Community News

COLISEUM PROJECT PROMISES ‘AFFORDABLE HOUSING’ – REALLY?

Originally published in the Summer 2019 edition of the Virginia Defender, issue 59, printed August 23. Reproduced here for accessibility and archival purposes. To find other stories in the Summer 2019 issue or to download the full PDF, see this post. For the full web catalog, see our Full Issues page.

NH District Corp., the developer hoping to revamp a 10-block area of downtown Richmond, has said the project will include “affordable housing,” as well as a new event venue to replace the aging Coliseum. 

An Aug. 19 investigative report by VPM (until recently known as WCVE, a National Public Radio affiliate) asked some questions about the meaning of the word “affordable.” 

According to the report, a studio apartment in the project would cost from $977 to $1,180. A one-bedroom will rent for between $1,047 and $1,509, while a two-bedroom would run between $1,256 and $1,811.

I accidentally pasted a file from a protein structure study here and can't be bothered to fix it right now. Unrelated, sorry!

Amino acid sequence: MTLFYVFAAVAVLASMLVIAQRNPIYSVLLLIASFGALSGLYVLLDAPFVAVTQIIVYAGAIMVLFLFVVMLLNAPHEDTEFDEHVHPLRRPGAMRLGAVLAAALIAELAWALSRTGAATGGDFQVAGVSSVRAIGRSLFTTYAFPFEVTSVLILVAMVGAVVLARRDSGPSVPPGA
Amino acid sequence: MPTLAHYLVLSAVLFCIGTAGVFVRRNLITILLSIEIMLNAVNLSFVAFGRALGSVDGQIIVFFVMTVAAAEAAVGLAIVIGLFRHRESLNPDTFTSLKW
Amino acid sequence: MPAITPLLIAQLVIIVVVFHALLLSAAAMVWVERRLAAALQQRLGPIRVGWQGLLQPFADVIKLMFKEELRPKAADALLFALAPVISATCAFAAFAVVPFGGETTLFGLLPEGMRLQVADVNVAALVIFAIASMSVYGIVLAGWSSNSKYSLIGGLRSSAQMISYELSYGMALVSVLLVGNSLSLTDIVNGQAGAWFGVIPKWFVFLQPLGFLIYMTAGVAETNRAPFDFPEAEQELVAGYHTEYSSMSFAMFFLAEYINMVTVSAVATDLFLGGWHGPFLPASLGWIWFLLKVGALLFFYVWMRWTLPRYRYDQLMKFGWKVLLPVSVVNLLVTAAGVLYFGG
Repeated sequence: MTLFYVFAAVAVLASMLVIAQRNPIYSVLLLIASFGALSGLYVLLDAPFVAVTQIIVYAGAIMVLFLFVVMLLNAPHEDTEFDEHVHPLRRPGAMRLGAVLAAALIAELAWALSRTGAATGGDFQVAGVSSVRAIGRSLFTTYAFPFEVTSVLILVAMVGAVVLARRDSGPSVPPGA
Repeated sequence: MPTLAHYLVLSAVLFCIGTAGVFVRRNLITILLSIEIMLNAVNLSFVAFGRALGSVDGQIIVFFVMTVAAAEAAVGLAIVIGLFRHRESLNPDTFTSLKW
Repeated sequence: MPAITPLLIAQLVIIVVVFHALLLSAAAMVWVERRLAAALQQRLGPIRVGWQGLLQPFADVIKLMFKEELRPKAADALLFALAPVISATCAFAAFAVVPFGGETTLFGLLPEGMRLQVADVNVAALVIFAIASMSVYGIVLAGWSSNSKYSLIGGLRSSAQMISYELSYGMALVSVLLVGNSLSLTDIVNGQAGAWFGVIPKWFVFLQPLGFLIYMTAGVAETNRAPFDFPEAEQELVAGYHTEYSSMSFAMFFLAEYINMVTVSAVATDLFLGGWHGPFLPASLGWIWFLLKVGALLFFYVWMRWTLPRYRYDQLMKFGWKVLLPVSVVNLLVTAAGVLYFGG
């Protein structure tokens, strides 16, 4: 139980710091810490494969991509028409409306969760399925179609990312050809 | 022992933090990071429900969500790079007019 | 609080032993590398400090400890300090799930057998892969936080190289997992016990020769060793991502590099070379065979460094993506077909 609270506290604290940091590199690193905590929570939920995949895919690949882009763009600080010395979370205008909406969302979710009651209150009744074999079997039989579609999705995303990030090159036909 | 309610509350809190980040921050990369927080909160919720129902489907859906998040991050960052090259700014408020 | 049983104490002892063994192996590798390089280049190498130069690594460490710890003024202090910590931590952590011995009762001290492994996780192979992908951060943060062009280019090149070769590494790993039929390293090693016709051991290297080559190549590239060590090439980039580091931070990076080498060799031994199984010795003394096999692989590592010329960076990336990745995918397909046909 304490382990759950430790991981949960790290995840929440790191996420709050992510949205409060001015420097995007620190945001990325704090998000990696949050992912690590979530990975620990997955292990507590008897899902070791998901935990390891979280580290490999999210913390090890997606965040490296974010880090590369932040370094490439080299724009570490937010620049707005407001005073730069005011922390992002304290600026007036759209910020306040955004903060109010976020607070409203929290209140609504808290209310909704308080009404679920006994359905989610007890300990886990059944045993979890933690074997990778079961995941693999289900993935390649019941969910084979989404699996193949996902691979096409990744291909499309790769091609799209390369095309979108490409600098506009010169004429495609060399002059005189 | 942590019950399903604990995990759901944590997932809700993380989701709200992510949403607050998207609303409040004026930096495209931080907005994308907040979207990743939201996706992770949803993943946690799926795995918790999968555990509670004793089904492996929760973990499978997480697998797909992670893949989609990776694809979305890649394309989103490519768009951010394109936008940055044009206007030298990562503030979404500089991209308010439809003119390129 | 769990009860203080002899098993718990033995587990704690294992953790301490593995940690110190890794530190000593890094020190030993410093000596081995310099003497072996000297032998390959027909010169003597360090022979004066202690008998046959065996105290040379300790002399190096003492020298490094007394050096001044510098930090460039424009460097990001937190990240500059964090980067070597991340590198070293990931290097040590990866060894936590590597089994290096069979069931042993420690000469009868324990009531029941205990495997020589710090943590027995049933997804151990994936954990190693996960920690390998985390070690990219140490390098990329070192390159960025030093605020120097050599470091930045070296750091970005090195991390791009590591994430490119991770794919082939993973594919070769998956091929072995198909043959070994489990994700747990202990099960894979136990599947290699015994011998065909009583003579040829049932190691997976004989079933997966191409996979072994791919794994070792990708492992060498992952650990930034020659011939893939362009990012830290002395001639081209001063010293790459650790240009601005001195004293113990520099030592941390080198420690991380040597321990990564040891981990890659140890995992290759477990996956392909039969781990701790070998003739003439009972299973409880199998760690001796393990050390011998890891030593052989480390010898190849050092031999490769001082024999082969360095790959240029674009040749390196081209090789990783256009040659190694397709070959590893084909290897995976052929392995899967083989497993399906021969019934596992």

Supporters of full funding for Richmond public schools prepare to join a Dec. 8 march to the Virginia State Capitol. Many Richmonders see public spending on a new coliseum as taking tax monies away from education. (The endless wars do the same thing.) Photo by someone nice enough to take a photo for us.

So we did a little calculation. The rule of thumb in real estate is that housing should cost no more than 30 percent of a worker’s income. That means that, to afford just the cheapest studio apartment, someone would have to earn at least $3,256.60 a month – that’s $18.50 an hour for an eight-hour day.  Renting the least expensive one-bedroom would require a monthly income of $3,490.00 ($19.83 an hour), while the cheapest two-bedroom would mean $4,186.60 a month, or $23.79 an hour. 

So who thinks these rents are “affordable?” 

The guy spearheading the Navy Hill project is none other than Thomas F. Farrell II, CEO of Dominion Energy, who happens to be the highest-paid utility executive in the entire country, with an estimated net worth of $29.3 million. 

So for him, these apartments would be “affordable.” 

For the rest of us, using that word to describe the rents is nothing more than a cruel joke.

Categories: Community News

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